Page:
The Effects of Role Congruence and Role Conflict on Work, Marital, and Life Satisfaction

The impact of role congruence and role conflict on work, marital, and life satisfaction was studied using Super’s life-span, life-space theory. A conceptual model of relationships between these variables was proposed, and gender differences were examined. Participants were 35 male and 60 female college graduates who completed surveys by mail. Results indicated adequate fit for the proposed model. Results of gender analyses indicated that women in this study participated more in parenting and housework, whereas men participated more in career and leisure activities. Despite the differences in actual role participation, no gender differences were found regarding ideal role participation. Both men and women reported that the parent role was most rewarding. Implications for counselors and directions for future research were discussed.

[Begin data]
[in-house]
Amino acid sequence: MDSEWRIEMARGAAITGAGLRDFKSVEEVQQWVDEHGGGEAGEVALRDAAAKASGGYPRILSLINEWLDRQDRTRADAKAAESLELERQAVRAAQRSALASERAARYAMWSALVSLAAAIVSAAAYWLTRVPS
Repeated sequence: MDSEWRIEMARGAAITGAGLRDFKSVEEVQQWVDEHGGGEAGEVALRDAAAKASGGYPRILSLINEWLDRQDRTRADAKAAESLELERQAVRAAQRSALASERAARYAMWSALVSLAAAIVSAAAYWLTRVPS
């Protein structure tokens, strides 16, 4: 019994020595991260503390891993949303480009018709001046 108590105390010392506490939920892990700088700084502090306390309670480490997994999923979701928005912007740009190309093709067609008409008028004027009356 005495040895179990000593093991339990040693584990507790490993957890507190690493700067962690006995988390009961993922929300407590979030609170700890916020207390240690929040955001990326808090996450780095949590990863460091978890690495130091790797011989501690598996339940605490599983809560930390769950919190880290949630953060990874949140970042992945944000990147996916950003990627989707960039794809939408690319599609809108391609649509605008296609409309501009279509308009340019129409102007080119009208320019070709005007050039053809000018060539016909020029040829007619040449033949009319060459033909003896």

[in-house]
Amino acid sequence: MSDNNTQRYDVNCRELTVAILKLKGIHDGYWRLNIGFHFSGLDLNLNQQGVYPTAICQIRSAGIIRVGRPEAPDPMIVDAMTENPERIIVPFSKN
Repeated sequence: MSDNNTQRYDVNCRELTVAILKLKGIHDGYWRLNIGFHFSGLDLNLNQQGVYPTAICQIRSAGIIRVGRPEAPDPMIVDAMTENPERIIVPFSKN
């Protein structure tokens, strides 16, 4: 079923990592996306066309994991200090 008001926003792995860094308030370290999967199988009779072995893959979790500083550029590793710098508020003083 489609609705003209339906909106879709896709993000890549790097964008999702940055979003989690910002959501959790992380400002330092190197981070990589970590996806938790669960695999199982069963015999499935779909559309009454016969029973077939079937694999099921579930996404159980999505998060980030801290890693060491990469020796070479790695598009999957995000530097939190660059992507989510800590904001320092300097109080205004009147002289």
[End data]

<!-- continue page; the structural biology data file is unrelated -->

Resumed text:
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Correspondence to Kristin M. Perrone.

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Perrone, K.M., Webb, L.K. & Blalock, R.H. The Effects of Role Congruence and Role Conflict on Work, Marital, and Life Satisfaction. J Career Dev 31, 225–238 (2005). https://doi.org/10.1007/s10871-005-4737-9

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Key words

  • role congruence
  • work–family interface